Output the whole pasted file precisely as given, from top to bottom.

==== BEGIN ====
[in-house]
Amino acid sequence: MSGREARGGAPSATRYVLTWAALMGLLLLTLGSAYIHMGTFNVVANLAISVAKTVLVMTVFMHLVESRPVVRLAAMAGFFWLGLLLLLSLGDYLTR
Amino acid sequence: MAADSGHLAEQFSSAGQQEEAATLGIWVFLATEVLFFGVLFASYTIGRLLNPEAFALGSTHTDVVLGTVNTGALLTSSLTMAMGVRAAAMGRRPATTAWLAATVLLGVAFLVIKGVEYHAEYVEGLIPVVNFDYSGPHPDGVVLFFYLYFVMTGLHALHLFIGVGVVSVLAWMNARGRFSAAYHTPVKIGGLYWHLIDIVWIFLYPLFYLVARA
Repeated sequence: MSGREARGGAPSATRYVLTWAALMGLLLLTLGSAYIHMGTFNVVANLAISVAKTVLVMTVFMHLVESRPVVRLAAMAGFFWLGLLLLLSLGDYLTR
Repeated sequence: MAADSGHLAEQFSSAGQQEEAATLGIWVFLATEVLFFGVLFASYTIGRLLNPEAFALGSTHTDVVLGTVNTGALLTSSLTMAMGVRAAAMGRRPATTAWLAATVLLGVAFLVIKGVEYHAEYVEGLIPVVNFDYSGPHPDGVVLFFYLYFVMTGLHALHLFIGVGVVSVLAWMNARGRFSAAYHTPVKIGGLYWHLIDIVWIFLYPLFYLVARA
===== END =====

[in-house]
Amino acid sequence: MSGREARGGAPSATRYVLTWAALMGLLLLTLGSAYIHMGTFNVVANLAISVAKTVLVMTVFMHLVESRPVVRLAAMAGFFWLGLLLLLSLGDYLTR
Amino acid sequence: MAADSGHLAEQFSSAGQQEEAATLGIWVFLATEVLFFGVLFASYTIGRLLNPEAFALGSTHTDVVLGTVNTGALLTSSLTMAMGVRAAAMGRRPATTAWLAATVLLGVAFLVIKGVEYHAEYVEGLIPVVNFDYSGPHPDGVVLFFYLYFVMTGLHALHLFIGVGVVSVLAWMNARGRFSAAYHTPVKIGGLYWHLIDIVWIFLYPLFYLVARA
Repeated sequence: MSGREARGGAPSATRYVLTWAALMGLLLLTLGSAYIHMGTFNVVANLAISVAKTVLVMTVFMHLVESRPVVRLAAMAGFFWLGLLLLLSLGDYLTR
Repeated sequence: MAADSGHLAEQFSSAGQQEEAATLGIWVFLATEVLFFGVLFASYTIGRLLNPEAFALGSTHTDVVLGTVNTGALLTSSLTMAMGVRAAAMGRRPATTAWLAATVLLGVAFLVIKGVEYHAEYVEGLIPVVNFDYSGPHPDGVVLFFYLYFVMTGLHALHLFIGVGVVSVLAWMNARGRFSAAYHTPVKIGGLYWHLIDIVWIFLYPLFYLVARA